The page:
Why is early vigour important in winter oilseed rape?
Early vigour will become increasingly important in future winter oilseed rape crops, according to Brian O’Connor of the Department of Agriculture.
Speaking at the Irish Seed Trade Association open day at Kildalton recently, he said that farmers must focus on crops that establish quickly to reduce the risk posed by the flea beetle.
They must place more emphasis on early emergence and early vigour in oilseed rape, he said.
“The ban on neonicotinoids has made early vigour an important factor, the crop must get ahead of the flea beetle, and it is something farmers must take note of in the future.”
He also advised tillage farmers to avoid making assumptions on a variety until a three-year average is available.
“A note of caution should be taken on the 2014 results as it was an exceptional year for crop growth and the three year average should be considered.”
The Department of Agriculture currently has 18 varieties of winter oilseed rape on trial at five locations.
“There are 14 hybrids, two conventional and two hybrid semi-dwarfs currently on trial at the minute. Ten of these varieties are new this year.”
Three oilseed rape varieties are currently on the recommended list. These are Compass, Flash and Sensation. There are two candidate varieties this year, these are Harper and Arabella, he said.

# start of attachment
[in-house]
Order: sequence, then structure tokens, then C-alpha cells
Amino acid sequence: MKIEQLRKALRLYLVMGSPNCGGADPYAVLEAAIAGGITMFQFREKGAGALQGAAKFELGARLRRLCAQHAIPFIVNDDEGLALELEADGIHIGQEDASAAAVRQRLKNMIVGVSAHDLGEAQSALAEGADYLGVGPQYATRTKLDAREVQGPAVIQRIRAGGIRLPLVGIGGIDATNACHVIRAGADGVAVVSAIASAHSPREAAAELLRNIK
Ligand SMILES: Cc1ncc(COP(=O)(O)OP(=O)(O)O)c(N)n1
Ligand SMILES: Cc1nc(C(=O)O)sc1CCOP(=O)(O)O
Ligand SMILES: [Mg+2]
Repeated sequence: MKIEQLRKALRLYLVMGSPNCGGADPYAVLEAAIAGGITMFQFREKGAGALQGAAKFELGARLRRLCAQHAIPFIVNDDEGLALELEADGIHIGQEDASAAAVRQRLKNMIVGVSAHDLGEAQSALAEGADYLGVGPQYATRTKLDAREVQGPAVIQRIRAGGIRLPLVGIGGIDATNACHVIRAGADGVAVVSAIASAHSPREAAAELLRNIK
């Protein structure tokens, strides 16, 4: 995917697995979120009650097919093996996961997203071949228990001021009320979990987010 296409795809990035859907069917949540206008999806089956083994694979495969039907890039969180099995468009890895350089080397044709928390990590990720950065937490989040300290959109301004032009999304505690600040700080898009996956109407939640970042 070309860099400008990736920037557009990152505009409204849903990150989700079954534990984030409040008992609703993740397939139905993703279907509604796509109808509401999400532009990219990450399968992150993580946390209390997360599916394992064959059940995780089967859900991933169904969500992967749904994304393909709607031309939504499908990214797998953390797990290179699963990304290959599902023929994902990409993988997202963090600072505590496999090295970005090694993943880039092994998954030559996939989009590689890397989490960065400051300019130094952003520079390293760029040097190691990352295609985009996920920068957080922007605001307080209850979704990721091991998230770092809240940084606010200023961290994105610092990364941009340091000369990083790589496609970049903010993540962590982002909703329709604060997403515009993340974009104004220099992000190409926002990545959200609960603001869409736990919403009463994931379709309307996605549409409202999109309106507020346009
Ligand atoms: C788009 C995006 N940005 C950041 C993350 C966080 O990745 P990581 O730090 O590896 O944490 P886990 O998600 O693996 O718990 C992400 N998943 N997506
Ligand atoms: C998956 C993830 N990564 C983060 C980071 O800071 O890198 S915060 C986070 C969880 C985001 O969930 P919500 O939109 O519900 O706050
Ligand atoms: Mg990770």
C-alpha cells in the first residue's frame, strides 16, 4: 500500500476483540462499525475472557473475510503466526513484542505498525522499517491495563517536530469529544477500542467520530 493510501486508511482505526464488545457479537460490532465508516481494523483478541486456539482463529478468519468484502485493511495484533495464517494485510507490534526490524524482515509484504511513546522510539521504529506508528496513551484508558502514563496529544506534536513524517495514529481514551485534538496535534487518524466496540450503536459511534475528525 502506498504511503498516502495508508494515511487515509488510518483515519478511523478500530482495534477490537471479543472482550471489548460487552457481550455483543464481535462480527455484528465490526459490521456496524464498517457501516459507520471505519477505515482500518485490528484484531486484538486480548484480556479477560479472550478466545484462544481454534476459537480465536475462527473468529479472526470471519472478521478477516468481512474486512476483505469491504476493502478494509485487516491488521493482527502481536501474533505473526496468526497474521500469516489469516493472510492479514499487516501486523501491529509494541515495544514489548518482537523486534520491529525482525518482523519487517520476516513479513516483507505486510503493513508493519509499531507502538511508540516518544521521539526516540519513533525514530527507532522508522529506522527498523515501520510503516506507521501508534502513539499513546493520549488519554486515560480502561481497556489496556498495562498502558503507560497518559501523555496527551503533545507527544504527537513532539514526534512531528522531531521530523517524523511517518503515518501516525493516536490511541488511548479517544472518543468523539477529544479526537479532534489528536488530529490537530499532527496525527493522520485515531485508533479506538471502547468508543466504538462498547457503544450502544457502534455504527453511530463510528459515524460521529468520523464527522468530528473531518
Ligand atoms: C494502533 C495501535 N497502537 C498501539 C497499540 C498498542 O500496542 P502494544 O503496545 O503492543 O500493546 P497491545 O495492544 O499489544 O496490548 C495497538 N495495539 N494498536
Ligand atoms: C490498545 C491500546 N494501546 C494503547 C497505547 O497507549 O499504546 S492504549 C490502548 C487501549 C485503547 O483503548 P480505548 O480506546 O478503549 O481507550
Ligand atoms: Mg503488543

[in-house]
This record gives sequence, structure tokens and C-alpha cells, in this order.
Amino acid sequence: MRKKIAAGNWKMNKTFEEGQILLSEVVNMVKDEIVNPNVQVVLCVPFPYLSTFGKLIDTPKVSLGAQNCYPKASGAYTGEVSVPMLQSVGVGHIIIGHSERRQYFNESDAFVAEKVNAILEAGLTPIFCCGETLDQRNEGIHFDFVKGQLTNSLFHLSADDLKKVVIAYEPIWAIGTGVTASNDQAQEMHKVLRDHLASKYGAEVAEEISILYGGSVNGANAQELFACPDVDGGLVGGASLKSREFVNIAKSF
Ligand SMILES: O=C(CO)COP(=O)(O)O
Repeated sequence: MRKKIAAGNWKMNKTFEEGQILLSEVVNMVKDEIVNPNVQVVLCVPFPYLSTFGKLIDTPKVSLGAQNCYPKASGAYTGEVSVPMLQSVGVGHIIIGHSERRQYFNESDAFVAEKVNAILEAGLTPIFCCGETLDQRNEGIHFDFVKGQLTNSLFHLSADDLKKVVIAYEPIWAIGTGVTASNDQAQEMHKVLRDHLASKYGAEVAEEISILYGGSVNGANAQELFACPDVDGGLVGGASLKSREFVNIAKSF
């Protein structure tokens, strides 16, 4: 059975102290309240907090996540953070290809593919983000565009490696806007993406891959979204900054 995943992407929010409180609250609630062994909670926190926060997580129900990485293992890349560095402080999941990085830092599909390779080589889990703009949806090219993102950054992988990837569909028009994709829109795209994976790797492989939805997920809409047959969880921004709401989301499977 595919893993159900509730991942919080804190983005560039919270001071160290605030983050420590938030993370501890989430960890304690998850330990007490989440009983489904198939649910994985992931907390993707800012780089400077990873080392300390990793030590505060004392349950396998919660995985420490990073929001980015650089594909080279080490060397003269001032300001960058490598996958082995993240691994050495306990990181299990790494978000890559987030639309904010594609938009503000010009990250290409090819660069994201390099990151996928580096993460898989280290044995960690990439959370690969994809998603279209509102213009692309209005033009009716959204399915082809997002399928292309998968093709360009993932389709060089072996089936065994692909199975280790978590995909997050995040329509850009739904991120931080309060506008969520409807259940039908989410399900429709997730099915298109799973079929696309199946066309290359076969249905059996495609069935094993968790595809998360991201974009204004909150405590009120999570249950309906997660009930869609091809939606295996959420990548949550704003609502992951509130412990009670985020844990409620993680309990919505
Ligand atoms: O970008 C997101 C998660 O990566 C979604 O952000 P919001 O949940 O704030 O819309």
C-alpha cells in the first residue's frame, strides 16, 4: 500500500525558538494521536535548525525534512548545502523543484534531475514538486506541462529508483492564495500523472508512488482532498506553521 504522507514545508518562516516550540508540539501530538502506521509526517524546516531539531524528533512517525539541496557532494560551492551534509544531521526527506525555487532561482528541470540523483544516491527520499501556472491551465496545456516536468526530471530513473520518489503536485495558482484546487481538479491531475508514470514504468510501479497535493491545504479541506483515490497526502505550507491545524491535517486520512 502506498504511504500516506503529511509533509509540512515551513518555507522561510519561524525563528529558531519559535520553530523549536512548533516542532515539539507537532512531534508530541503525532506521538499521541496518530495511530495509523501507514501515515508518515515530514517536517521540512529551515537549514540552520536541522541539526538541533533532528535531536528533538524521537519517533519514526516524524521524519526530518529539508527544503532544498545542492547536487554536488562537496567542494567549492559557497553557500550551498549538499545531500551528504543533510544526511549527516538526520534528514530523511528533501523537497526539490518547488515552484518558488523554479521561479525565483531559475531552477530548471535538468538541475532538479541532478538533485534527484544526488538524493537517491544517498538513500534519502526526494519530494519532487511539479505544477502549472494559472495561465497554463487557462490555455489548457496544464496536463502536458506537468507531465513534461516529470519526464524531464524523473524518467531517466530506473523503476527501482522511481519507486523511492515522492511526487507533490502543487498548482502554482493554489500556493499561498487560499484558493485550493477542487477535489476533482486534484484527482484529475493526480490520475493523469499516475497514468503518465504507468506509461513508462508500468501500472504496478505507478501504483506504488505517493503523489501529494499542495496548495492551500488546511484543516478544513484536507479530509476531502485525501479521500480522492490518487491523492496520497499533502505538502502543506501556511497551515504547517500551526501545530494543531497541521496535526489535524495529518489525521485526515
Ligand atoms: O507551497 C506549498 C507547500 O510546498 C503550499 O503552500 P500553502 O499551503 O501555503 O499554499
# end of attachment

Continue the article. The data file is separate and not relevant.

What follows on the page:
“Harper is on its third year on trial with us and is a candidate variety. However, it needs a good yield this year to be realistically considered for full recommendation.”
Arabella is also a candidate variety, he said.
“Arabella is a good looking and performing variety and has a relative seed yield of 104% of the control.”
Seamus Kearney of the Department of Agriculture added that even though Flash is a hybrid and has been on the recommended list since 2009 it is not suitable for later sowing and is one of the slower-developing hybrids. This may have a negative impact considering the ban on neonicotinoids, he said.
“Flash is a proven variety, and has been on the recommended list since 2009. However, even though it is a hybrid it is one of the slower developing hybrids.”
Seamus Kearney also spoke about the yield penalties that occur when farmers deviate from a four-year rotation.
Farmers can expect to lose 3% of yield when they move to a three-year rotation.
A yield loss of 6% occurs when a two-year gap is allowed between oilseed rape crops.
If farmers use a wheat-rape, wheat-rape rotation they can expect a yield loss of 12% said Kearney.